CM . . .
. Volume XXI Number 36. . . .May 22, 2015
Safety Stars: Players Who Fought to Make the Hard-Hitting Game of Professional Hockey Safer. (Recordbooks).
Toronto, ON: James Lorimer, 2015.
135 pp., pbk., hc. & ebook, $9.95 (pbk.), $16.95 (hc.), $8.95 (ebook).
ISBN 978-1-4594-0846-3 (pbk.), ISBN 978-1-4594-0847-0 (hc.), ISBN 978-1-4594-0848-7 (ebook).
Hockey-Safety measures-Juvenile literature.
Hockey-Equipment and supplies-Juvenile literature.
Grades 3-4 / Ages 8-9.
Review by Thomas F. Chambers.
A concussion is called an “invisible injury.” There are no cuts, bruises or broken bones. A headache is the most common warning sign. Hurt players might also feel dizzy or sick to their stomach. They might say that things look fuzzy. They may act confused or be unable to concentrate. Some people may feel sad or moody. They may be drowsy, or have a hard time falling asleep. In the worst cases, they may pass out. A person might have many of these symptoms, or just one.
As the title indicates, Safety Stars is about hockey players who tried to make their game a safer one. The initial example is former Montreal Canadians goal tender Jacques Plante, the first goalie to wear a mask. Without one, Plante realized after being hit in the face, a goalie could easily be seriously injured, or even killed, by a puck which can travel at 160 kms an hour. Strange as it may seem today when goalies are required to wear masks and the other players must wear helmets in order to try and prevent concussions, team managers were initially strongly opposed. They believed that protecting the head would make players less successful. As Stan Mikita, former Black Hawks star, said, “Management was definitely against it.”
In addition to Safety Stars’s 11 chapters, which vary from six to twelve pages, the book has a prologue, an epilogue, an excellent glossary, with terms such as “Traumatic Brain Injury” (TBI) and “Cardiopulmonary Resuscitation” (CPR) which children may not know, plus an index. Eight decorative black and white photographs are distributed throughout the book. Each chapter has at least one sidebar. One example is “The Secret of Willie O’Ree”, the first black NHL player who played for 20 years with only one eye. Safety Stars could be used for recreational reading. One weakness is the book’s title. It is too complicated and is not likely to grab a young reader’s attention.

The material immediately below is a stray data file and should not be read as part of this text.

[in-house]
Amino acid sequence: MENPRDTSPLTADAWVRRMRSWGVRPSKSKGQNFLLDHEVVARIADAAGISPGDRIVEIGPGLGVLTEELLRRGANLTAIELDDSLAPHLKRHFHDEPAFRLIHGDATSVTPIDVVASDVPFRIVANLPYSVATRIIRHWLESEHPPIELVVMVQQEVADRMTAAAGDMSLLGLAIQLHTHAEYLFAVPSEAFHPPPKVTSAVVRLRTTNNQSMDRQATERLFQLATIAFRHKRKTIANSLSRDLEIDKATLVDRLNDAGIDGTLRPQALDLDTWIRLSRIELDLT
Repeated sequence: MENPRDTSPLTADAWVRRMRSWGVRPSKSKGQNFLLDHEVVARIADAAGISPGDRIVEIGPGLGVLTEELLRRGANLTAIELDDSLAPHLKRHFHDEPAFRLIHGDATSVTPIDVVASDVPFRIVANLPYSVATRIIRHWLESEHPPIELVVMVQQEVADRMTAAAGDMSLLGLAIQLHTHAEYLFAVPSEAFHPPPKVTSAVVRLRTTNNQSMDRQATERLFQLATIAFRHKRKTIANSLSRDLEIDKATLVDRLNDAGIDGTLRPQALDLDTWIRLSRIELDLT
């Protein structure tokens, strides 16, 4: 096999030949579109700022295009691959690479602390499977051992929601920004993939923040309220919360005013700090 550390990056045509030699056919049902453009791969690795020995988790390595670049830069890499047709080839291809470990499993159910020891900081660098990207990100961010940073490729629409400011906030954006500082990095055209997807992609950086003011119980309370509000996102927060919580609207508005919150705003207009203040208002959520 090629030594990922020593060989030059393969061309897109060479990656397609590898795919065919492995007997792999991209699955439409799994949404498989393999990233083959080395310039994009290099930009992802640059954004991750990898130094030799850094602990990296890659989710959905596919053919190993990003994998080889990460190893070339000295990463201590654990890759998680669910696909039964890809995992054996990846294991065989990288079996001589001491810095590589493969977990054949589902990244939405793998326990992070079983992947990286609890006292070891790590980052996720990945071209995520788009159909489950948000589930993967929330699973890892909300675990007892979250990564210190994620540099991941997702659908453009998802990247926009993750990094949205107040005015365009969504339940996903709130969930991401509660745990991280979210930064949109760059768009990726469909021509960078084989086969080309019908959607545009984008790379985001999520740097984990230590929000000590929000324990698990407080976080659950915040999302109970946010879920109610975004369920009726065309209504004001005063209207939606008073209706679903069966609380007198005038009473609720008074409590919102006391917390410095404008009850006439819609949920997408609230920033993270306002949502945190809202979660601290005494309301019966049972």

The “Prologue” introduces the violence that dominates the game today in spite of the efforts to reduce it. A child who reads this book and then watches an NHL game will realize that very little has been done to make the game safer since Jacques Plante first wore a mask in 1959 even though masks and helmets are now worn by all players. Even with all the protective gear NHL players wear, hockey is a very dangerous game.
Concussions are still quite common, and that is the theme of the “Epilogue” which discusses the serious concussion suffered by Pittsburgh star Sidney Crosby which kept him off the ice for two seasons. Even though talented players like Crosby get hurt, the violence continues. A big reason for this is that the fans love it. They are supported by TV personality Don Cherry whose “Rock’em Sock’em” style of hockey sells tickets. Cherry expressed his hockey philosophy clearly when he said the problem with the Toronto Maple Leafs, who had a dismal season in 2015, was that the team had “too many sucks” and not enough enforcers punching other players. (See National Post) Even though many hockey players have tried to make hockey a safer game and they now have protective clothing, they have, so far, lost the struggle. Hockey is one of the most brutal professional sports.
Sue Irwin, the author of Safety Stars, a school teacher and hockey fan, lives in Hamilton, ON. Safety Stars is her first book, but she has written for some other children's publications, including Reading A-Z, Highlights Magazine, and AppleSeeds Magazine.
Thomas F. Chambers, a retired college professor and author, lives in North Bay, ON.
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